If small producers in developing countries are to cope with the challenges of globalization and increased competition, it is essential that they improve or upgrade their businesses. This may involve acquiring new capabilities that enable them to participate in particular chains or clusters, or to access new market segments, and in the process gradually move up the value chain. There are various options for upgrading:

  • product upgrading: moving into more sophisticated product lines with increased product value;
  • process upgrading: transforming inputs into outputs more efficiently by reorganizing the production system or introducing superior technologies;
  • functional upgrading: acquiring new, superior functions in the chain, such as design or marketing, or abandoning existing low-added value functions to focus on higher value added activities; or
  • inter-sectoral upgrading: applying newly acquired competences to move into a new sector.

The concept of upgrading reflects a shift away from the idea that state-driven interventions are needed to build up capital and boost technological innovation, to one in which upgrading is the outcome of organizational learning and inter-firm networking. This concept has now been applied in various fields, from cluster studies to the value chain approach.

All of these options require improved access to information and knowledge.

Here too, power relations play a part in determining what opportunities for upgrading are available, and to whom. For weaker actors within a chain, upgrading does not happen automatically, but can be enabled or hindered by more powerful players, including governments, and by existing social structures. For example, research and extension services (which are often funded by governments out of taxes) can support cotton farmers in shifting from conventional to organic cotton, which fetches a price premium. But the size of this premium is negotiated between buyers and sellers, and can fluctuate from year to year, affecting the decisions of cotton farmers on whether to invest in improving their plantations.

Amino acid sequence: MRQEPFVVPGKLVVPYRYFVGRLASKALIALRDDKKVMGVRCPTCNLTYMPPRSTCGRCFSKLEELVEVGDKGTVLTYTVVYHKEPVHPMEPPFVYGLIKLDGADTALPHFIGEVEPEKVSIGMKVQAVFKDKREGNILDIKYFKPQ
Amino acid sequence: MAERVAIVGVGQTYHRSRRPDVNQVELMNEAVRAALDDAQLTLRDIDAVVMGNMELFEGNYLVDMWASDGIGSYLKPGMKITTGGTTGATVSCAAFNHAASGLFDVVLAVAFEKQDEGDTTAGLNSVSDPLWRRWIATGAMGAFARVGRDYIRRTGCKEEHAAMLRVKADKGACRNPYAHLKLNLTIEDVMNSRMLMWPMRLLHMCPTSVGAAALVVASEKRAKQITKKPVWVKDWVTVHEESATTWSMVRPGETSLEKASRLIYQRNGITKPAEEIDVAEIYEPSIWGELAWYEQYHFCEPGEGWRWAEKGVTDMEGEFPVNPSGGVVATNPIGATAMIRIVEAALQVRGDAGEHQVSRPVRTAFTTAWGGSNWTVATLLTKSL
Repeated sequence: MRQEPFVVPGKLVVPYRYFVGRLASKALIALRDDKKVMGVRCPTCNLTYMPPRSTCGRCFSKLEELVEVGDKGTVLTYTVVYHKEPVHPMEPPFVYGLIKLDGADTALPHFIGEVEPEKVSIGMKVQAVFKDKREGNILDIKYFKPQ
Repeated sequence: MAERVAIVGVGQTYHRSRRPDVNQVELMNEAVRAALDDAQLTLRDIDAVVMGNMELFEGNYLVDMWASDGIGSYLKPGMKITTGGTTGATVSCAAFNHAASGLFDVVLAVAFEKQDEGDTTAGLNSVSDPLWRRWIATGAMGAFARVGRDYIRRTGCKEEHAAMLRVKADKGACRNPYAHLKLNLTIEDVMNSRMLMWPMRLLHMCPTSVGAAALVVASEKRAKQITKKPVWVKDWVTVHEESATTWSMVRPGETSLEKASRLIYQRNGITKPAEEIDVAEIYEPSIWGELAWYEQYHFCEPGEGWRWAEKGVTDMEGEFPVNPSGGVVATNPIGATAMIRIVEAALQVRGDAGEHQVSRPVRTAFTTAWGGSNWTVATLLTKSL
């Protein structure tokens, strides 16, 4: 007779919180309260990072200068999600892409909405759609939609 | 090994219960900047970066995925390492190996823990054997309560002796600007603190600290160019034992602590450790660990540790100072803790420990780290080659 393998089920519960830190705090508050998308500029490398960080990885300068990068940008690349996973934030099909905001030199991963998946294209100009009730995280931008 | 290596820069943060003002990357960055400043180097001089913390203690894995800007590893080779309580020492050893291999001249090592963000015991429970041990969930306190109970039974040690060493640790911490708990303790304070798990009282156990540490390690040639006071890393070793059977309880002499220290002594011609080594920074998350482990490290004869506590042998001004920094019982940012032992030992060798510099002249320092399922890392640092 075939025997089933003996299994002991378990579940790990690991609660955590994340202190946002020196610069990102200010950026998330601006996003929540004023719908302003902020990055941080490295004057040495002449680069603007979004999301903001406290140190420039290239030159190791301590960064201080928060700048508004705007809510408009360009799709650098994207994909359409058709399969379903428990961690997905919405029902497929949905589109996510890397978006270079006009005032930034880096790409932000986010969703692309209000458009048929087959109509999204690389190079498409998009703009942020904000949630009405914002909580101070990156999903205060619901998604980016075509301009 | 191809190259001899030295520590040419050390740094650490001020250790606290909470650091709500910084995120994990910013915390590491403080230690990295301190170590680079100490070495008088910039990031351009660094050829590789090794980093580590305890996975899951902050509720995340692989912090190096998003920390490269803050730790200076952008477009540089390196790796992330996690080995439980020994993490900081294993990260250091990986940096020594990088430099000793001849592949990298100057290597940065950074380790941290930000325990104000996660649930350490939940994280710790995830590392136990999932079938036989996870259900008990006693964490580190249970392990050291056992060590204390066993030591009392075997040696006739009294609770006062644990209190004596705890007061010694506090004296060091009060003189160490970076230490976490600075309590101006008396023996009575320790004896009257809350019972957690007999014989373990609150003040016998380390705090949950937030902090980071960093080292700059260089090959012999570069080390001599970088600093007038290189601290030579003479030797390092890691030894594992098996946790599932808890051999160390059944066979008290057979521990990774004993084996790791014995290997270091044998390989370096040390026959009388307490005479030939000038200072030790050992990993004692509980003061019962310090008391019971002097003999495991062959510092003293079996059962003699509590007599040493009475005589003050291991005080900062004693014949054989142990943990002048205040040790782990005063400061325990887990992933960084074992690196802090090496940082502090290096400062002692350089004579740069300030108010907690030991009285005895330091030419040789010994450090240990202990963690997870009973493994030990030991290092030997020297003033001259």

The gains resulting from upgrading strategies are often unequally distributed. For example, fair trade organizations aim to pay poor farmers a fair price for their produce, but membership of such schemes is often linked to land ownership. As a result, the benefits of fair trade often go to male landowners, and not to the migrant labourers and female farmers who do not have title to the land they work. Many development initiatives have attempted to benefit small producers by shortening or reconfiguring value chains. In practice, this results in the exclusion of middlemen, who may also be poor and may have difficulty finding alternative employment. Experience has shown that farmers’ organizations often fail to take on the role of these middlemen themselves. Few interventions have focused on making trading networks more efficient.

Thus the weakest actors in a chain often enjoy very few opportunities to upgrade their businesses. Ultimately, they may be excluded from the chain altogether and be forced to search for alternative ways of generating an income. However, as Malcolm Harper shows (in his article: Beyond the retail revolution), given the right circumstances, small producers can be profitably included in value chains.


KIT Publishers, Amsterdam.

From farm to fork: the numerous factors that influence global value chains.
KIT/IIRR (forthcoming) Value Chain Finance: Beyond Microfinance for Rural

In order to be profitably included in value chains, farmers and small producers need to be empowered to make their own informed decisions about their work and livelihoods. In fact, empowerment can lead to ‘self-exclusion’, if farmers choose to remain outside or leave a chain because they foresee too little profit and too many risks.